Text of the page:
They also talked about the…they’re going to review the pension triple-lock that applies to the state pension, this is where the state pension will either increase in line with wages, with inflation or at 2.5%. For a long time it’s felt like that’s quite an unsustainable promise to be making, so we think that a review is probably overdue.
The other area that they’ve looked at was the, what we call, the Money Purchase Annual Allowance (MPAA). This is the amount of money people can pay into a pension after they’ve flexibly accessed their money, and the idea is really to stop people recycling pensions. So, you take some earnings that you have got, you pay it into a pension and then you take it out of the pension again but 25% of the amount you’d get back out is tax free, so it’s a good way of flushing earnings through a pension and saving tax. Now, obviously HMRC is not terribly happy about that.
So in the past we’ve had the money purchase annual allowance at £10,000, there is a consultation open until February the 15th next year, where they’re looking to bring that £10,000 limit down to £4,000. Now, the view that I’ve had previously is that £10,000 is a reasonable level. On reflection I think that actually £4,000 is not unreasonable. 97% of the population pay in less than £4,000. If you think about it against the median wage in this country at about £27,000 it represents about 15% contribution – again there are very few people in the UK who pay 15% into their pension, so I don’t see it as having a major impact and it probably will help, to a reasonable degree, to stop some of the abuses of the tax relief that the government is worried about.
I think it’s one of those things that they can make a small change, if it saves some tax then it’s probably worth doing. It’s not a big change that’s going to upset the electorate so it’s not going to cause difficulties for the Tories going forwards, but if it’s a stroke of a pen to change it from £10,000 to £4,000 and it saves, £10 million let’s say - it’s a stroke of a pen worth having.
It is possible that flagging it up will encourage people who weren’t previously minded to take this loophole – the thing I would say is that I think not many people will really want to go through the hassle of actually doing this. The amount of you save versus the complication of actually going to the trouble of putting the money into the pension, setting it in a pension that allows you that sort of flexible access. Doing that year after year is probably going to be more effort than it’s worth for a lot of people. There’s also some expense involved as well – most pension companies would charge you extra for providing the kind of pension that allows you flexible access, so I think a lot of people would just say you know what, for £4,000, for the tax saving on £4,000 it’s not really worth the bother.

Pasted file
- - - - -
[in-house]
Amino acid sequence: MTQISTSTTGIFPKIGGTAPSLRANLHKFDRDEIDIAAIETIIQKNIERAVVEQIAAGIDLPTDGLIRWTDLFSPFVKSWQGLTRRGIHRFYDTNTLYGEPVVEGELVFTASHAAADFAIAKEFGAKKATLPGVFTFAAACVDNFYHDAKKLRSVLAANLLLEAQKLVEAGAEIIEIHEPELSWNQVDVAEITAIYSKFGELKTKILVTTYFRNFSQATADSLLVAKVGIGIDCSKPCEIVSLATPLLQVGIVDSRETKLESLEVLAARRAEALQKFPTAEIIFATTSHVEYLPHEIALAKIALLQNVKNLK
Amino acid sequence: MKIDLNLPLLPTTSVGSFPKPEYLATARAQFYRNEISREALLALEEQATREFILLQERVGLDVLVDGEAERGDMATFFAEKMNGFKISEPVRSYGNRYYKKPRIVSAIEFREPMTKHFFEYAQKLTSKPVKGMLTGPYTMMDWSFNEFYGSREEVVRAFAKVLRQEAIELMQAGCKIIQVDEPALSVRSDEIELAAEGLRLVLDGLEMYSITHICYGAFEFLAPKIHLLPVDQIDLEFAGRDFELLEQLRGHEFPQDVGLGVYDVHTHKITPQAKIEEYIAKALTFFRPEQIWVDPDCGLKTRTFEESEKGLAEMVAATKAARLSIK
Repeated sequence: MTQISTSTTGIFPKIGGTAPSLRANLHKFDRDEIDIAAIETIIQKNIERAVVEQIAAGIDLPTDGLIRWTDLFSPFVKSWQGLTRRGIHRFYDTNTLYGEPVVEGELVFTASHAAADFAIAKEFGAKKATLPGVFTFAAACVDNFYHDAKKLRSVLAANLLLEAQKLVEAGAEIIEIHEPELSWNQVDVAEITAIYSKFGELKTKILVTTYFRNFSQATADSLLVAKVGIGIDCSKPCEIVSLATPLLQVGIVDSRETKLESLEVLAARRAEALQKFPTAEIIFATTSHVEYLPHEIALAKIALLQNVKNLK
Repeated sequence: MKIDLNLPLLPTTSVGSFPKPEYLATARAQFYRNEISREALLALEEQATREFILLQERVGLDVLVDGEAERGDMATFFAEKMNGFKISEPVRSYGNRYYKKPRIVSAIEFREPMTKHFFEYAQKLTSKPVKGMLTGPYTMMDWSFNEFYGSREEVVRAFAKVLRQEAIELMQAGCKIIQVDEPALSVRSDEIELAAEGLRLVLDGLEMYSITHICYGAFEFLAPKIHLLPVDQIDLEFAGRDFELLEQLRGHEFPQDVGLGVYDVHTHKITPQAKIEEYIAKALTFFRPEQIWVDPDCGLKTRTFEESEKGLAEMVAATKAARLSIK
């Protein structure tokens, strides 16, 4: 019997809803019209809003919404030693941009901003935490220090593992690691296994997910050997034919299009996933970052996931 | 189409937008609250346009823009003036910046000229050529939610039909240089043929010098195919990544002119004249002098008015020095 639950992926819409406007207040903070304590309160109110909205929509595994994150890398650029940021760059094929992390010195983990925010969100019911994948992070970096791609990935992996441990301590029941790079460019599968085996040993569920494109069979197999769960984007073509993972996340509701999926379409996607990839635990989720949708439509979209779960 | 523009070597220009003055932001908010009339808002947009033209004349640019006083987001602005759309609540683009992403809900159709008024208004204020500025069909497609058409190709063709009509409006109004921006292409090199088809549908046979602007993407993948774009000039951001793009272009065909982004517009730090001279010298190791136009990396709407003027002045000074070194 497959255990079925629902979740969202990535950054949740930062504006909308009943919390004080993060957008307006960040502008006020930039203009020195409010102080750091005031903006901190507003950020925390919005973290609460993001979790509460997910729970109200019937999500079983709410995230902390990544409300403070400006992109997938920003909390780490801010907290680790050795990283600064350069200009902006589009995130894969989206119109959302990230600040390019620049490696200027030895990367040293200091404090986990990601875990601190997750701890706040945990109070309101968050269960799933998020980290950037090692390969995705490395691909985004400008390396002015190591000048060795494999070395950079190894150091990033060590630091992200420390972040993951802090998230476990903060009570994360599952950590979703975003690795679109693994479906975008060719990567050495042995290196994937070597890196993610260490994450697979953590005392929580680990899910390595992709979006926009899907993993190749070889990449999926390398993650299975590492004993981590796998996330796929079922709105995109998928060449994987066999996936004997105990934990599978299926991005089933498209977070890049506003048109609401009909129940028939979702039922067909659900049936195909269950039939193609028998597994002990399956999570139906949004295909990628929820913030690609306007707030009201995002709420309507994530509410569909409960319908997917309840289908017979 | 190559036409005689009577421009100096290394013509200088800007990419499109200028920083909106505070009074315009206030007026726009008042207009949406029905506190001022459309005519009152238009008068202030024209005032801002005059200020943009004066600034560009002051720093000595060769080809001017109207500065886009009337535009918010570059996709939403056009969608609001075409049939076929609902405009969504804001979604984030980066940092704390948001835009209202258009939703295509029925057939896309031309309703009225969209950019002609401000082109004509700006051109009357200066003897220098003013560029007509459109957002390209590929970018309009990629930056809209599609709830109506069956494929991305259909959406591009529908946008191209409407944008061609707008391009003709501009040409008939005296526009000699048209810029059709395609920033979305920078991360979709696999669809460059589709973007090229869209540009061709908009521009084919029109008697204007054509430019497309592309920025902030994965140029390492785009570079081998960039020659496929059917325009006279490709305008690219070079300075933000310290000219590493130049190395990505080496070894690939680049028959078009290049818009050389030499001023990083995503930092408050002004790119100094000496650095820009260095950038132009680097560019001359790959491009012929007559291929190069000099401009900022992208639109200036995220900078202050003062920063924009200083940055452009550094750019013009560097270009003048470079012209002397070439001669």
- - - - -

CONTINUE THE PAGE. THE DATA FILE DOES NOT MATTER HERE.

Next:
If you haven’t already flexibly drawn I think it is worth looking at your total pension savings, seeing whether you’ve built up enough in your fund at that point, and then if you haven’t, to really think about maximising contributions before you go into that flexibly accessed pot. Once you’re there, restricted to £4,000 you may well find it’s quite difficult to then build up a meaningful pot again.
The Government was looking to try and protect people in certain situations by setting the limit at £4,000. In theory they could have just banned it entirely, they could have just said if you’ve flexibly accessed your pension, you can’t pay anything into a pension anymore. What they were trying to do was help people, for example, who maybe got divorced and lost part of their pension scheme in the divorce. They wanted to give those sort of people who maybe had previously flexibly accessed, the opportunity to still build up some of their fund.
Obviously for those people it’s a little bit too late – they would already be subject to the £4,000 limit but, we would always encourage people who have not yet taken their money to just think about maximising the contributions that they can afford, take advantage of the tax advantages that still exist.
You never know what’s round the corner with pensions. The Chancellor mentioned in his speech that he was still concerned about the £48 billion that is spent by the Exchequer every year on pension tax relief, particularly that £32 billion of that £48 billion goes to higher rate tax payers. Now that’s always felt a little unfair…the Chancellor will say that he feels it’s unfair. Whether he really believes that or not is another matter. But, what they’re really trying to do is target the lower paid basic rate tax payers, non tax payers – they really want the tax relief to go to those groups who probably are in slightly more need of actually building up their pension funds.
Particularly for higher rate tax payers, we may well see something coming through next year which further restricts the tax relief available on pension contributions for them. Again, another good reason to really maximise contributions while they can now.